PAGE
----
Sunday, October 15, 2017


                Hello friends and thanks for checking in at the O’Grady Fly Fishing Adventures. I know it has been a while since I have sat down and pecked out my thoughts and this is the reason why. You may find it a little hard to believe but I consider myself a very positive person and I love to relay that in my writing. This fall has been very disappointing to me; my Huskers have become fodder for not only the best, but the mediocre college football teams as well. The NFL, the true epitome of capitalism, has become a bunch of unwatchable cry babies. It seemed every time I turned on the news, I was disgusted by how humans were acting in the world, and to top things off, one of the great musicians of my era passed away. My favorite escape is spending time on the water with my wife and my dog, and this fall’s fishing has been extra difficult for me. I like to pride myself by the amount of big fish that I land and it has been over a month since I have landed anything huge. With that kind of fall, I found it difficult to sit down and write.
                On Tuesday, the Drift hosted a corporate guide trip and we got to guide several clients that had never touched a fly rod. I was expecting a difficult day but I also remembered how awesome it was in the beginning of my fly fishing journey. The smell and sound of the water, the trees rustling in the wind and with every cast, the excitement that this just might be the drift. I could spend hours casting over and over and if just one fish ate my stuff, it was worth it. The guide trip consisted of manly men but every hook up brought a squeal that sounded like a nine year old on Christmas morning. The little fish were landed with glee and the break offs, brought a yelp, a quick what did I do and ended with laughter. We finished off the day with them all swapping stories in the parking lot and I realized that maybe I had been missing what Fly Fishing is all about.
                Cat, My American Girl, was stuck in the shop today so Pooh-dog and I were on our own for fishing. My main goal for the day was to keep in mind, what fishing can do for the soul. I got to the water at around 10:30 and the water was a milky green. As I stepped in, last night’s drubbing from OSU disappeared. I began to cast, and The Waiting Is the Hardest Part when my indicator shot up river. The fish took me around the rocks and I said “Don’t Do Me Like That” and after making an incredible line throw over the rock, the fish headed down river. I started chasing, being very careful not to be Free Falling, and after working him into the perfect landing spot, I could almost hear him say that He Won’t Back Down, and the hook pulled from his lip. I thought “You Got Lucky” and I started to laugh. The river felt like home again, Even the Losers Get Lucky Some time. I spent the next two hours hole jumping and landing several dinks. I didn’t squeal but every drift felt like this could be the one, and for three hours, my mind was at peace.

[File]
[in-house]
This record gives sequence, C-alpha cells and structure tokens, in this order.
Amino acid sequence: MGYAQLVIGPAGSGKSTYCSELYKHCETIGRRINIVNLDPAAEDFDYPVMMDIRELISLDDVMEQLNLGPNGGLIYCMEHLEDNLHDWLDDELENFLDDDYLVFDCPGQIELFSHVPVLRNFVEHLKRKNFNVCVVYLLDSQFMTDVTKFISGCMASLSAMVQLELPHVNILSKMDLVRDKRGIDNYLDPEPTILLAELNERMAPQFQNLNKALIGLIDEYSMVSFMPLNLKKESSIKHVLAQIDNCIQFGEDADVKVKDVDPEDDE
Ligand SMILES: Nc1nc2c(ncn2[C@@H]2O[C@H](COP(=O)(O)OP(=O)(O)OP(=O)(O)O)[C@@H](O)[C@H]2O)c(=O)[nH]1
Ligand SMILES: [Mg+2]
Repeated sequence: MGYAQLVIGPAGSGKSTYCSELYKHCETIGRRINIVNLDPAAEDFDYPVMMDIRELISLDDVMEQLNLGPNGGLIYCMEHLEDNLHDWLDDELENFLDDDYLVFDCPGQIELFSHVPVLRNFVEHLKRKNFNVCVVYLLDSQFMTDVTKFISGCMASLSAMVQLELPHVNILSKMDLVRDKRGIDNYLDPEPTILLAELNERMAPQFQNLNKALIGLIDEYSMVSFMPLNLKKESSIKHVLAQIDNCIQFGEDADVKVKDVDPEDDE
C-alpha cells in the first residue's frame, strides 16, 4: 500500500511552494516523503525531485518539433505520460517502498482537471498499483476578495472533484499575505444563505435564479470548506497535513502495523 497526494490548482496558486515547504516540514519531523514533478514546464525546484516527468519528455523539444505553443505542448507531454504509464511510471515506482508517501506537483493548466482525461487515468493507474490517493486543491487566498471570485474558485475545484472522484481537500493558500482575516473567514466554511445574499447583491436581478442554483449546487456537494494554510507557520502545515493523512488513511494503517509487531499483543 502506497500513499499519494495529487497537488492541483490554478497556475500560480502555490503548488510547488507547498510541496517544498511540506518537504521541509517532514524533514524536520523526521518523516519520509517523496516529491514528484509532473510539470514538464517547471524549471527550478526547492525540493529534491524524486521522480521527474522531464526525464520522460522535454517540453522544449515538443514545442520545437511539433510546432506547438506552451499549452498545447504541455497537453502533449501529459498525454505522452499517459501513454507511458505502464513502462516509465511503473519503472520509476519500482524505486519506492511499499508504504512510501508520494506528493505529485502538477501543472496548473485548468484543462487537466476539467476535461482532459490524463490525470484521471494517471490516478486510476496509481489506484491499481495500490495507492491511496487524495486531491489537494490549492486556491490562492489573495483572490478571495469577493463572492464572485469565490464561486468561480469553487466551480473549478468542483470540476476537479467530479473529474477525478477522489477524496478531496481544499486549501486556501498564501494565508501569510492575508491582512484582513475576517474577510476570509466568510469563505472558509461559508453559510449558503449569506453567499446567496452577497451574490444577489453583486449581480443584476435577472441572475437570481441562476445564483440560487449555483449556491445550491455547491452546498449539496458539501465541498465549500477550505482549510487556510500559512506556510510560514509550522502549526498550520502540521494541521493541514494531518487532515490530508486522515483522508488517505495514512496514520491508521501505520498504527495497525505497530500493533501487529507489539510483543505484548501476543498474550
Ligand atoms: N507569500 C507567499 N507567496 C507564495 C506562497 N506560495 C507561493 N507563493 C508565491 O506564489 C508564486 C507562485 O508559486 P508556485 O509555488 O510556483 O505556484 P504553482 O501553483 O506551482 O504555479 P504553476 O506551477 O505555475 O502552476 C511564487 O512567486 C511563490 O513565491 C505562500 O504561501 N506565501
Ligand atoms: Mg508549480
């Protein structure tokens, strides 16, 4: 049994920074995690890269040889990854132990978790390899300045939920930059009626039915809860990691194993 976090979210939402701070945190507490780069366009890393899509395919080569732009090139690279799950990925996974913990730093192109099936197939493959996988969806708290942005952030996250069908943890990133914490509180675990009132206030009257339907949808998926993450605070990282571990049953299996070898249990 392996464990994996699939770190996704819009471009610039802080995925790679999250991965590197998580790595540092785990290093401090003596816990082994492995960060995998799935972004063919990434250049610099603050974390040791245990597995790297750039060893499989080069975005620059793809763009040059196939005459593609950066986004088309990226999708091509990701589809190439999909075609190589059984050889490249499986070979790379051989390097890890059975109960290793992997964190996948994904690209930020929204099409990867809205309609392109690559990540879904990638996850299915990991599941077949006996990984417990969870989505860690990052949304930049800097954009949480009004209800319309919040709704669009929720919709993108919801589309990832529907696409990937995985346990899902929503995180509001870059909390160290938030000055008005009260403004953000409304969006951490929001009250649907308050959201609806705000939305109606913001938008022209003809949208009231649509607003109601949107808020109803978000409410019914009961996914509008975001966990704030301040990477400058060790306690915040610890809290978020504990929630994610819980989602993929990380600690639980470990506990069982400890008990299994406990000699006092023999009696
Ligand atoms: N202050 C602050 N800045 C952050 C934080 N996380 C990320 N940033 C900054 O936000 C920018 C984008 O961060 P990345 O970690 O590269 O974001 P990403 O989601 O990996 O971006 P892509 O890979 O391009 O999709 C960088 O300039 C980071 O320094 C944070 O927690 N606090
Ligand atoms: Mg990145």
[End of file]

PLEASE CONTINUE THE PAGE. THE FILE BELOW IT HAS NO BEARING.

It was sure great to have the river in a proper perspective today. Conditions were not great but a great time was had by all. If you are planning on making down to the Ark then there are a few things you need to be aware of. Just above Juniper Bridge, there has been some construction making the water muddy up at different times. Alex is trying real hard to get some type of communication going so that we have some sort of idea as to when we will be expecting the mud. They were not working this weekend and the water is green from turnover but not brown from construction. Keep checking with the shop and hopefully we will have a clue as to the clarity. Fish today were all taken on a beaded soft Hackle and a Whisker nymph. As Always, Connell, Cat, Winston, The Late Tom Petty, and the Drift Fly Shop want to thank you for reading…

Wednesday, September 13, 2017

There's No Place Like Home...